No-till grower designs, modifies implements

Garth Mulkey designs and redesigns machines that make his farm more profitable and efficient.

By Gail Oberst

For the Capital Press

Published on March 8, 2018 10:44AM

Garth Mulkey, a fourth-generation seed farmer, enjoys designing modified machinery to work his no-till land south of Monmouth, Ore.

Gail Oberst/For the Capital Press

Garth Mulkey, a fourth-generation seed farmer, enjoys designing modified machinery to work his no-till land south of Monmouth, Ore.


SUVER, Ore. — If necessity is the mother of invention, then Garth Mulkey is its great-great grandson. Mulkey is a fourth-generation seed grower who farms nearly 1,000 acres south of Monmouth.

Because Mulkey uses “no-till” practices on most of his land he’s had to design special machinery to address his needs.

His most recent “invention” is a no-till attachment designed to ease the planting of vegetable seedlings into un-worked soil.

Mulkey, with help in the shop from August Hoffmann, designed and built an additional toolbar that bolts onto the front of his C&M-brand transplanter. The toolbar carries row cleaners, a no-till coulter, and a shank — all of which clear last year’s straw and cut a shallow trench in the soil for the seedlings. Workers riding on the unmodified portion of the transplanter place the plugs into a carousel that drops the seedlings into a boot and sends them down to the prepared soil. A pair of closing wheels then firm the soil around the seedling’s roots.

This winter, Mulkey and Hoffmann put the final touches on the modified transplanter, with plans to use it planting about 50 acres of vegetable seed crops in March or April.

There is an advantage to planting seedlings with this transplanter: Mulkey said he can plant sooner and he doesn’t have to wait for multiple dry days during a time of year when there are few. He’s been transplanting some of his land for years, but most machinery is not adapted to no-till agriculture, which means he’s had to work the ground in preparation for transplanting. He’s hoping to change that with this new attachment.

Currently, about 20 percent of the land he works is in vegetable seed crops; about 100 acres is in meadowfoam, for oil. The rest is in grass seed, wheat, and legumes, not counting a 25-acre plot of young hazelnuts.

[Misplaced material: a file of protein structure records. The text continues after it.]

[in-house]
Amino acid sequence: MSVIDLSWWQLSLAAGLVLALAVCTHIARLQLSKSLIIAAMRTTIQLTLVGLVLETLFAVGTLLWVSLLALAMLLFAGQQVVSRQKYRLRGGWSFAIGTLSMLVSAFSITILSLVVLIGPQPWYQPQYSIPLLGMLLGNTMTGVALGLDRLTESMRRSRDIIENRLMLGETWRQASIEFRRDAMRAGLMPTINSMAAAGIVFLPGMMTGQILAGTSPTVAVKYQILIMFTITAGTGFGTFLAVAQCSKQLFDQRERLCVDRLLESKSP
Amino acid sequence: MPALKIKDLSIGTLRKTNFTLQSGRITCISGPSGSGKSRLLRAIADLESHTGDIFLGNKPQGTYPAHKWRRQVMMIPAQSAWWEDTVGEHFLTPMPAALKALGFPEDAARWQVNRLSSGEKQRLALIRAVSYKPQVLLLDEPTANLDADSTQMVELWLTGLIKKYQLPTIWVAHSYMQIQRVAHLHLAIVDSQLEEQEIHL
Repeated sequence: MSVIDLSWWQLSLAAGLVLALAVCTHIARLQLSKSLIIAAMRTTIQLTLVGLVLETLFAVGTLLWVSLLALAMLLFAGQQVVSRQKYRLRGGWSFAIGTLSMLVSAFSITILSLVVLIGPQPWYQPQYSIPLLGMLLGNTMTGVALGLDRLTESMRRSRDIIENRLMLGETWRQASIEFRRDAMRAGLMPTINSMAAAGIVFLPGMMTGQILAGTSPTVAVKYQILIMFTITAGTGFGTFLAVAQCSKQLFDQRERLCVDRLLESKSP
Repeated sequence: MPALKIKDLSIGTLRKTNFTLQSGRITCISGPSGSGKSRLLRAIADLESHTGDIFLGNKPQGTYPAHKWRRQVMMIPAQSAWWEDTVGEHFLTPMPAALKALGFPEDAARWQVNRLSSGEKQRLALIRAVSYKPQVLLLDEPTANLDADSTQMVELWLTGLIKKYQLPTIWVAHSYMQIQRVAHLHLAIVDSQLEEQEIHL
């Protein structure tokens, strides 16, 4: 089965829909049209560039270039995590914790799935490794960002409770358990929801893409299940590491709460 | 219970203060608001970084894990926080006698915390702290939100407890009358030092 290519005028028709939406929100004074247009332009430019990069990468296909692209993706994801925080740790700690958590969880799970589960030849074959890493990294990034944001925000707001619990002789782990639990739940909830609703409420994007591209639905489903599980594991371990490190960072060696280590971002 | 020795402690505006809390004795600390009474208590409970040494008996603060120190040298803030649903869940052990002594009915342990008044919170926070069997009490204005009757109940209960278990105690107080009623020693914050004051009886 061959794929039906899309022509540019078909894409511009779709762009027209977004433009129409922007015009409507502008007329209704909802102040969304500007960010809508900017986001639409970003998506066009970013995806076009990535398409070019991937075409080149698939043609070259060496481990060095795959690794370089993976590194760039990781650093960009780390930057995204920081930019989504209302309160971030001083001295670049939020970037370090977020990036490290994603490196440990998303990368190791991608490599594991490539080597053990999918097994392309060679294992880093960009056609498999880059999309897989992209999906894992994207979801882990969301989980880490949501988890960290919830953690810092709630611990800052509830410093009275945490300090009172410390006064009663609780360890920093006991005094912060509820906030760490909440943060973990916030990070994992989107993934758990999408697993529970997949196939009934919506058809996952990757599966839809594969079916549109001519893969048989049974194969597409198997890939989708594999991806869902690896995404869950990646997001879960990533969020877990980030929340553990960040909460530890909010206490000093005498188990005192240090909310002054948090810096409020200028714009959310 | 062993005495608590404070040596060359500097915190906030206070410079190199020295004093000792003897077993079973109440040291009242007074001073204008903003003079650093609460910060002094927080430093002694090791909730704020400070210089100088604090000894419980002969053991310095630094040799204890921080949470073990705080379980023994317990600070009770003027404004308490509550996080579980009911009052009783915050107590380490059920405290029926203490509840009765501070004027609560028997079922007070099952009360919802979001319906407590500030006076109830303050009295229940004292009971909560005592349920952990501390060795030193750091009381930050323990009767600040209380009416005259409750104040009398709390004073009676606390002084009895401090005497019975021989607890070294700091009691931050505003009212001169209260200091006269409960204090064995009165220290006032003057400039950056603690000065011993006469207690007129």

The transplanter attachment is one of his biggest design projects yet, Mulkey said.

Mulkey has some reason to be confident that this design will work. Since they began no-till agriculture 23 years ago, he and his late father, Gylan, had modified a handful of other machines to work on no-till soils, from a self-propelled air seeder, to balloon-tired sprayers that don’t compact the soil. Mulkey has some formal training in design, graduating with an associate’s degree in manufacturing technology from Linn-Benton Community College. He worked as a machinist for about 10 years before he came back to the farm, married Susan, and they raised three children.

Nearly 30 years later, a grandfather with one teen left at home, he continues to design and redesign machines that make his farm more profitable and efficient, with longevity as one indicator of success.

Some of Mulkey’s seed is marketed through his family’s company, GS3 Quality Seed Inc. GS3 specializes in cover crops that add benefits to the soil including clover, radish, peas and ryegrass. A new crop offered this year, SuperBee Phacelia, has an added bonus. In addition to building soil, the beautiful purple-blue flowers host beneficial insects including bees and other insects that reduce harmful pests, including nematodes.

For more information about Mulkey’s no-till practices and his seed company, visit http://www.tilthpro.com, or call the company, 855-723-4741.



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